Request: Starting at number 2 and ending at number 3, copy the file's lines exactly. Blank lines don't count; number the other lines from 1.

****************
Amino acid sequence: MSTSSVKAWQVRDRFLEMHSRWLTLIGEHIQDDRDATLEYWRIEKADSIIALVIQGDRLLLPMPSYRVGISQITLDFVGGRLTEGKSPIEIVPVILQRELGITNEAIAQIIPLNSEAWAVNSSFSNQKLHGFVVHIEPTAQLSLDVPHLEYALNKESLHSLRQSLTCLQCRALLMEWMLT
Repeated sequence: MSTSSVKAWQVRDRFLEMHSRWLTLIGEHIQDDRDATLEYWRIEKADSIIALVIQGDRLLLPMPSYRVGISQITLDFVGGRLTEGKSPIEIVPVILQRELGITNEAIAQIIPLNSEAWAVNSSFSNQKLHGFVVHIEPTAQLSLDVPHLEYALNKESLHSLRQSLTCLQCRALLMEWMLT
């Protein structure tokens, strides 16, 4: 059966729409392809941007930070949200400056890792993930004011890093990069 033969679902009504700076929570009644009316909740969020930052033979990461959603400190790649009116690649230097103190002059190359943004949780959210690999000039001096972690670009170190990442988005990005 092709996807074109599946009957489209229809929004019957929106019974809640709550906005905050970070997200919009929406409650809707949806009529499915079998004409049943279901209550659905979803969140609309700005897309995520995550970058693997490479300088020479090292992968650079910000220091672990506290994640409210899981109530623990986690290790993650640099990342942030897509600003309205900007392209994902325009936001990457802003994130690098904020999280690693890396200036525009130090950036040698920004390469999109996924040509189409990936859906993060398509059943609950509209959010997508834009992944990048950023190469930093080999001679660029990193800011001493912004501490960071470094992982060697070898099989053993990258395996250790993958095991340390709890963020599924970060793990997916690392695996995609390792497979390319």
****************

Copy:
Repeated sequence: MSTSSVKAWQVRDRFLEMHSRWLTLIGEHIQDDRDATLEYWRIEKADSIIALVIQGDRLLLPMPSYRVGISQITLDFVGGRLTEGKSPIEIVPVILQRELGITNEAIAQIIPLNSEAWAVNSSFSNQKLHGFVVHIEPTAQLSLDVPHLEYALNKESLHSLRQSLTCLQCRALLMEWMLT
């Protein structure tokens, strides 16, 4: 059966729409392809941007930070949200400056890792993930004011890093990069 033969679902009504700076929570009644009316909740969020930052033979990461959603400190790649009116690649230097103190002059190359943004949780959210690999000039001096972690670009170190990442988005990005 092709996807074109599946009957489209229809929004019957929106019974809640709550906005905050970070997200919009929406409650809707949806009529499915079998004409049943279901209550659905979803969140609309700005897309995520995550970058693997490479300088020479090292992968650079910000220091672990506290994640409210899981109530623990986690290790993650640099990342942030897509600003309205900007392209994902325009936001990457802003994130690098904020999280690693890396200036525009130090950036040698920004390469999109996924040509189409990936859906993060398509059943609950509209959010997508834009992944990048950023190469930093080999001679660029990193800011001493912004501490960071470094992982060697070898099989053993990258395996250790993958095991340390709890963020599924970060793990997916690392695996995609390792497979390319």